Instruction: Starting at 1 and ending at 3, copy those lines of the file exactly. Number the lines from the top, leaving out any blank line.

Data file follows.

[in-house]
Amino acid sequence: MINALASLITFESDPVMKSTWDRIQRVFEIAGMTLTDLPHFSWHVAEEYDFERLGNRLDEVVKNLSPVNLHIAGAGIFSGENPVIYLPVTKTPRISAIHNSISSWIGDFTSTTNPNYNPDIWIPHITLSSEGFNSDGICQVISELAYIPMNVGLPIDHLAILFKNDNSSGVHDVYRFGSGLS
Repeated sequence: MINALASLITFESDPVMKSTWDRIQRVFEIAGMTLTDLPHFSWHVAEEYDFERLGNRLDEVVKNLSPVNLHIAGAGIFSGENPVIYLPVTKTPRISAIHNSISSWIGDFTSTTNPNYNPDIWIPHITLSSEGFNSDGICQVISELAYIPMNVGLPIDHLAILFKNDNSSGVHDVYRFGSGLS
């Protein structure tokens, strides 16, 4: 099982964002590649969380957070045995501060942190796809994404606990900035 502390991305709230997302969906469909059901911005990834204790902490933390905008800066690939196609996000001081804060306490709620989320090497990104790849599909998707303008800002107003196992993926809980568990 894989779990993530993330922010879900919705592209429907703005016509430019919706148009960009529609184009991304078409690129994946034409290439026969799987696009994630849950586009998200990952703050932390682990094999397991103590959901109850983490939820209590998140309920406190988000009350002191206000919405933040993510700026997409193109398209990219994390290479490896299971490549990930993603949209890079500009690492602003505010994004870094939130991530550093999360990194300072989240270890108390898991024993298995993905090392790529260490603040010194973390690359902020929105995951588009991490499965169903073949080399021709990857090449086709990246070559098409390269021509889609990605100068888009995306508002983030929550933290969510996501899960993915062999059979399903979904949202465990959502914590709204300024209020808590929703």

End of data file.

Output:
[in-house]
Amino acid sequence: MINALASLITFESDPVMKSTWDRIQRVFEIAGMTLTDLPHFSWHVAEEYDFERLGNRLDEVVKNLSPVNLHIAGAGIFSGENPVIYLPVTKTPRISAIHNSISSWIGDFTSTTNPNYNPDIWIPHITLSSEGFNSDGICQVISELAYIPMNVGLPIDHLAILFKNDNSSGVHDVYRFGSGLS
Repeated sequence: MINALASLITFESDPVMKSTWDRIQRVFEIAGMTLTDLPHFSWHVAEEYDFERLGNRLDEVVKNLSPVNLHIAGAGIFSGENPVIYLPVTKTPRISAIHNSISSWIGDFTSTTNPNYNPDIWIPHITLSSEGFNSDGICQVISELAYIPMNVGLPIDHLAILFKNDNSSGVHDVYRFGSGLS